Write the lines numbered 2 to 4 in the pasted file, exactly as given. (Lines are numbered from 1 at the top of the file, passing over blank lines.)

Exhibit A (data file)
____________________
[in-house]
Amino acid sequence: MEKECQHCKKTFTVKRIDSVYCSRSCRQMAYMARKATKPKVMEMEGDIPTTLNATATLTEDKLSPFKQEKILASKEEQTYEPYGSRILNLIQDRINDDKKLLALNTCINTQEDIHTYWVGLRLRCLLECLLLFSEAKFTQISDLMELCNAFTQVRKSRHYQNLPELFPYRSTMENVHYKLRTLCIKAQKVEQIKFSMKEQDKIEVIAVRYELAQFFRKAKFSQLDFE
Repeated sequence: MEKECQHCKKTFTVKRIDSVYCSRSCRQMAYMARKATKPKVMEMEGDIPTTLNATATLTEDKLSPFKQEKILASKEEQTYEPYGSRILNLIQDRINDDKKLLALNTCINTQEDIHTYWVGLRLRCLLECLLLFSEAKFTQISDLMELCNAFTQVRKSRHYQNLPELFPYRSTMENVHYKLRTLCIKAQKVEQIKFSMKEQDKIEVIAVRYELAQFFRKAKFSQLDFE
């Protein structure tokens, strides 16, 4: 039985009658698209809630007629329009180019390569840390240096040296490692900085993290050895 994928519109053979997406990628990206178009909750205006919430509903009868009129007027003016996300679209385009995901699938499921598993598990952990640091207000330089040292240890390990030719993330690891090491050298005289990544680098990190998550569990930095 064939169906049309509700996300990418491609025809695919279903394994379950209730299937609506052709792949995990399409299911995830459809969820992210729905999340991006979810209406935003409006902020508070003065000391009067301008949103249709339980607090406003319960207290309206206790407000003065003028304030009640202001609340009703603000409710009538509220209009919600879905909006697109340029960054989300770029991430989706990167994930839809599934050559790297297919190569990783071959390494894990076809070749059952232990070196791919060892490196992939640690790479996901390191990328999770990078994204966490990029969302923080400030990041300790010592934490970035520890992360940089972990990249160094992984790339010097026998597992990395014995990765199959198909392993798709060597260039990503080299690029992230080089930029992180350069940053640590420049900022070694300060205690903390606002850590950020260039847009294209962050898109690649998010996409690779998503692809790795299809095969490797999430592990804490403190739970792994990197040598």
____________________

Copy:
Amino acid sequence: MEKECQHCKKTFTVKRIDSVYCSRSCRQMAYMARKATKPKVMEMEGDIPTTLNATATLTEDKLSPFKQEKILASKEEQTYEPYGSRILNLIQDRINDDKKLLALNTCINTQEDIHTYWVGLRLRCLLECLLLFSEAKFTQISDLMELCNAFTQVRKSRHYQNLPELFPYRSTMENVHYKLRTLCIKAQKVEQIKFSMKEQDKIEVIAVRYELAQFFRKAKFSQLDFE
Repeated sequence: MEKECQHCKKTFTVKRIDSVYCSRSCRQMAYMARKATKPKVMEMEGDIPTTLNATATLTEDKLSPFKQEKILASKEEQTYEPYGSRILNLIQDRINDDKKLLALNTCINTQEDIHTYWVGLRLRCLLECLLLFSEAKFTQISDLMELCNAFTQVRKSRHYQNLPELFPYRSTMENVHYKLRTLCIKAQKVEQIKFSMKEQDKIEVIAVRYELAQFFRKAKFSQLDFE
């Protein structure tokens, strides 16, 4: 039985009658698209809630007629329009180019390569840390240096040296490692900085993290050895 994928519109053979997406990628990206178009909750205006919430509903009868009129007027003016996300679209385009995901699938499921598993598990952990640091207000330089040292240890390990030719993330690891090491050298005289990544680098990190998550569990930095 064939169906049309509700996300990418491609025809695919279903394994379950209730299937609506052709792949995990399409299911995830459809969820992210729905999340991006979810209406935003409006902020508070003065000391009067301008949103249709339980607090406003319960207290309206206790407000003065003028304030009640202001609340009703603000409710009538509220209009919600879905909006697109340029960054989300770029991430989706990167994930839809599934050559790297297919190569990783071959390494894990076809070749059952232990070196791919060892490196992939640690790479996901390191990328999770990078994204966490990029969302923080400030990041300790010592934490970035520890992360940089972990990249160094992984790339010097026998597992990395014995990765199959198909392993798709060597260039990503080299690029992230080089930029992180350069940053640590420049900022070694300060205690903390606002850590950020260039847009294209962050898109690649998010996409690779998503692809790795299809095969490797999430592990804490403190739970792994990197040598």